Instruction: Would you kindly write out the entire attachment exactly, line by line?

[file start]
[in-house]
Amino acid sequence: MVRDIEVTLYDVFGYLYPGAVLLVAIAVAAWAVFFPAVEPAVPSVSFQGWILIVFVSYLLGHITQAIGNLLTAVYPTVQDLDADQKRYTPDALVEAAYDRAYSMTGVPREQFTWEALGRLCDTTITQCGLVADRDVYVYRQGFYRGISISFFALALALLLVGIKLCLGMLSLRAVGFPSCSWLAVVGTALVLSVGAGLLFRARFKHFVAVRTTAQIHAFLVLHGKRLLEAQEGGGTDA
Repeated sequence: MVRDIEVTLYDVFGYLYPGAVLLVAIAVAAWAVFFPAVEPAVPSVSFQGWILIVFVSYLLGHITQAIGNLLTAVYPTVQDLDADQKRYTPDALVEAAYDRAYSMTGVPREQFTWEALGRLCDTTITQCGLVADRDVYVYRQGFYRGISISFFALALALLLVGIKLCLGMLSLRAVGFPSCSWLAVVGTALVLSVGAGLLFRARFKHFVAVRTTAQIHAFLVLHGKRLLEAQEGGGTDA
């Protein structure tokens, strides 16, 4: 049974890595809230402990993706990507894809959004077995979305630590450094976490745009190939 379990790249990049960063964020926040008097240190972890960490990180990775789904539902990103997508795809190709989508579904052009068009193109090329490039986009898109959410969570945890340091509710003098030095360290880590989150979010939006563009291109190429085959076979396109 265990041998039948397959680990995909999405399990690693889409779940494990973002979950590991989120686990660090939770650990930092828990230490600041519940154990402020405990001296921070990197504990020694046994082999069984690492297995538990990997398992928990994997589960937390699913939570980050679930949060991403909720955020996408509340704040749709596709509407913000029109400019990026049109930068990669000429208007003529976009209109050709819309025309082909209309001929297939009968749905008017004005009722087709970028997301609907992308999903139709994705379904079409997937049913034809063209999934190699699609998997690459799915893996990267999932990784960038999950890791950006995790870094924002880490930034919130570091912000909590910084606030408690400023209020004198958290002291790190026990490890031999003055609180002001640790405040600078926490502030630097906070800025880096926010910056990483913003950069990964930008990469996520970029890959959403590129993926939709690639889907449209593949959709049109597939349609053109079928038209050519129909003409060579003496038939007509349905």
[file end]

[in-house]
Amino acid sequence: MVRDIEVTLYDVFGYLYPGAVLLVAIAVAAWAVFFPAVEPAVPSVSFQGWILIVFVSYLLGHITQAIGNLLTAVYPTVQDLDADQKRYTPDALVEAAYDRAYSMTGVPREQFTWEALGRLCDTTITQCGLVADRDVYVYRQGFYRGISISFFALALALLLVGIKLCLGMLSLRAVGFPSCSWLAVVGTALVLSVGAGLLFRARFKHFVAVRTTAQIHAFLVLHGKRLLEAQEGGGTDA
Repeated sequence: MVRDIEVTLYDVFGYLYPGAVLLVAIAVAAWAVFFPAVEPAVPSVSFQGWILIVFVSYLLGHITQAIGNLLTAVYPTVQDLDADQKRYTPDALVEAAYDRAYSMTGVPREQFTWEALGRLCDTTITQCGLVADRDVYVYRQGFYRGISISFFALALALLLVGIKLCLGMLSLRAVGFPSCSWLAVVGTALVLSVGAGLLFRARFKHFVAVRTTAQIHAFLVLHGKRLLEAQEGGGTDA
């Protein structure tokens, strides 16, 4: 049974890595809230402990993706990507894809959004077995979305630590450094976490745009190939 379990790249990049960063964020926040008097240190972890960490990180990775789904539902990103997508795809190709989508579904052009068009193109090329490039986009898109959410969570945890340091509710003098030095360290880590989150979010939006563009291109190429085959076979396109 265990041998039948397959680990995909999405399990690693889409779940494990973002979950590991989120686990660090939770650990930092828990230490600041519940154990402020405990001296921070990197504990020694046994082999069984690492297995538990990997398992928990994997589960937390699913939570980050679930949060991403909720955020996408509340704040749709596709509407913000029109400019990026049109930068990669000429208007003529976009209109050709819309025309082909209309001929297939009968749905008017004005009722087709970028997301609907992308999903139709994705379904079409997937049913034809063209999934190699699609998997690459799915893996990267999932990784960038999950890791950006995790870094924002880490930034919130570091912000909590910084606030408690400023209020004198958290002291790190026990490890031999003055609180002001640790405040600078926490502030630097906070800025880096926010910056990483913003950069990964930008990469996520970029890959959403590129993926939709690639889907449209593949959709049109597939349609053109079928038209050519129909003409060579003496038939007509349905």